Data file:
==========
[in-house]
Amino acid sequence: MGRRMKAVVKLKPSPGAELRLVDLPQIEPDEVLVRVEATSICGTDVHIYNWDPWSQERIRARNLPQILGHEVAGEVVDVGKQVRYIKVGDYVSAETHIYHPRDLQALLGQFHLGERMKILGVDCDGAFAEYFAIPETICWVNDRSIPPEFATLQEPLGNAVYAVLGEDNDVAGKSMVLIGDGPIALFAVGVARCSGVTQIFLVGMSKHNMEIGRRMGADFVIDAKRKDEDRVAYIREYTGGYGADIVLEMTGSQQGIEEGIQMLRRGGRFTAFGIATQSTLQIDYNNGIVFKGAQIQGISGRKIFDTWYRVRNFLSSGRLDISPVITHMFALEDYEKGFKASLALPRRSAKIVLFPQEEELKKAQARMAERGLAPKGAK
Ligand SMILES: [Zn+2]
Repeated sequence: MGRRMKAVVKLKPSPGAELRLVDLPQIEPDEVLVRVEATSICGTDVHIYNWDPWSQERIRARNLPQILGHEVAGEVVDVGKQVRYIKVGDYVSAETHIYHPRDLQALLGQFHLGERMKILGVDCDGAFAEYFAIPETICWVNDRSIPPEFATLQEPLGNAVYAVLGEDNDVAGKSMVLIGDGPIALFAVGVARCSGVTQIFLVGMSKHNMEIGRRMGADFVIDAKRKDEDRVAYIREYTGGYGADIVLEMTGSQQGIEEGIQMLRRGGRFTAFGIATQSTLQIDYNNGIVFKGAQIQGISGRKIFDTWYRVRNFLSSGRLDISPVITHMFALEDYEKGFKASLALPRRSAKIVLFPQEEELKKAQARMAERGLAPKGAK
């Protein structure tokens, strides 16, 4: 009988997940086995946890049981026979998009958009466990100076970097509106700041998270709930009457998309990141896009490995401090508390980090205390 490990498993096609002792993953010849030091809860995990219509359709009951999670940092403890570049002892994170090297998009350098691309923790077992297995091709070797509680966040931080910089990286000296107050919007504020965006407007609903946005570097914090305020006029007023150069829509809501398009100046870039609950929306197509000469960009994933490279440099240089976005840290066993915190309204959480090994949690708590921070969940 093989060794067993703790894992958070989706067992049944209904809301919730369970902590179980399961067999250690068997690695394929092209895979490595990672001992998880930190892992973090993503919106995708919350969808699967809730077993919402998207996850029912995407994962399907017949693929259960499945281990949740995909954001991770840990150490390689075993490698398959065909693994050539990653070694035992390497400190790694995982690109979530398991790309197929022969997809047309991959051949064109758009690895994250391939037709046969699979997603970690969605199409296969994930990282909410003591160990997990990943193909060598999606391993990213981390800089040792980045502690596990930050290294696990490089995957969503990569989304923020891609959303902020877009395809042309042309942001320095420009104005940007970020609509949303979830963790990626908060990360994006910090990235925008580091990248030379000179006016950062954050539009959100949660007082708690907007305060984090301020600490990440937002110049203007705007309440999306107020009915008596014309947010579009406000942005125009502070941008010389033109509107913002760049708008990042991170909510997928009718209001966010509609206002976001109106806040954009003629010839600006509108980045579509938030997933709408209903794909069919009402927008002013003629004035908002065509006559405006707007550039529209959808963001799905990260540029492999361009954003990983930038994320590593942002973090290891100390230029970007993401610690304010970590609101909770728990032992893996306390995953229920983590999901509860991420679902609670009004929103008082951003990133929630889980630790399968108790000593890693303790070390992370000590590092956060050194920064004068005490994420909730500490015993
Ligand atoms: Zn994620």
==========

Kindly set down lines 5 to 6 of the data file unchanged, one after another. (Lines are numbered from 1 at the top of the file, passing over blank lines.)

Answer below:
């Protein structure tokens, strides 16, 4: 009988997940086995946890049981026979998009958009466990100076970097509106700041998270709930009457998309990141896009490995401090508390980090205390 490990498993096609002792993953010849030091809860995990219509359709009951999670940092403890570049002892994170090297998009350098691309923790077992297995091709070797509680966040931080910089990286000296107050919007504020965006407007609903946005570097914090305020006029007023150069829509809501398009100046870039609950929306197509000469960009994933490279440099240089976005840290066993915190309204959480090994949690708590921070969940 093989060794067993703790894992958070989706067992049944209904809301919730369970902590179980399961067999250690068997690695394929092209895979490595990672001992998880930190892992973090993503919106995708919350969808699967809730077993919402998207996850029912995407994962399907017949693929259960499945281990949740995909954001991770840990150490390689075993490698398959065909693994050539990653070694035992390497400190790694995982690109979530398991790309197929022969997809047309991959051949064109758009690895994250391939037709046969699979997603970690969605199409296969994930990282909410003591160990997990990943193909060598999606391993990213981390800089040792980045502690596990930050290294696990490089995957969503990569989304923020891609959303902020877009395809042309042309942001320095420009104005940007970020609509949303979830963790990626908060990360994006910090990235925008580091990248030379000179006016950062954050539009959100949660007082708690907007305060984090301020600490990440937002110049203007705007309440999306107020009915008596014309947010579009406000942005125009502070941008010389033109509107913002760049708008990042991170909510997928009718209001966010509609206002976001109106806040954009003629010839600006509108980045579509938030997933709408209903794909069919009402927008002013003629004035908002065509006559405006707007550039529209959808963001799905990260540029492999361009954003990983930038994320590593942002973090290891100390230029970007993401610690304010970590609101909770728990032992893996306390995953229920983590999901509860991420679902609670009004929103008082951003990133929630889980630790399968108790000593890693303790070390992370000590590092956060050194920064004068005490994420909730500490015993
Ligand atoms: Zn994620």